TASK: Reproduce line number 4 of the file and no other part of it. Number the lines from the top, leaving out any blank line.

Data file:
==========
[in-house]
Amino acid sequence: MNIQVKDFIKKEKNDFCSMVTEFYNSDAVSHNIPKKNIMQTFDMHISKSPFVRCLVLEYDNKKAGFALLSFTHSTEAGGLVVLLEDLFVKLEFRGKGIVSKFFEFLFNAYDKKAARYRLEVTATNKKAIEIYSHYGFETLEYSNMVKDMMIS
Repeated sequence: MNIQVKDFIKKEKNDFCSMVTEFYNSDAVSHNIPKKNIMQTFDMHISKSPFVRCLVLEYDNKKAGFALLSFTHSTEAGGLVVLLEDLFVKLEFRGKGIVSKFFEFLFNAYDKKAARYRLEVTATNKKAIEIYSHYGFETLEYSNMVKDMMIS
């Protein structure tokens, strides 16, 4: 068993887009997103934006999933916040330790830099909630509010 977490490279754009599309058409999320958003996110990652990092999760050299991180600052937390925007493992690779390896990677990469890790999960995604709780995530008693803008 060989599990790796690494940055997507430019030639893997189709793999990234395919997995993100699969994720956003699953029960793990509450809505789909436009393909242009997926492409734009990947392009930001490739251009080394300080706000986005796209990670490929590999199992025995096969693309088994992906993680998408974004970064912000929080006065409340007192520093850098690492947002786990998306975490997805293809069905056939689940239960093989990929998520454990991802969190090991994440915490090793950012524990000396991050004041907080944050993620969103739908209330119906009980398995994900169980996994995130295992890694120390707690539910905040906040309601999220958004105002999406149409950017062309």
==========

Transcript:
């Protein structure tokens, strides 16, 4: 068993887009997103934006999933916040330790830099909630509010 977490490279754009599309058409999320958003996110990652990092999760050299991180600052937390925007493992690779390896990677990469890790999960995604709780995530008693803008 060989599990790796690494940055997507430019030639893997189709793999990234395919997995993100699969994720956003699953029960793990509450809505789909436009393909242009997926492409734009990947392009930001490739251009080394300080706000986005796209990670490929590999199992025995096969693309088994992906993680998408974004970064912000929080006065409340007192520093850098690492947002786990998306975490997805293809069905056939689940239960093989990929998520454990991802969190090991994440915490090793950012524990000396991050004041907080944050993620969103739908209330119906009980398995994900169980996994995130295992890694120390707690539910905040906040309601999220958004105002999406149409950017062309």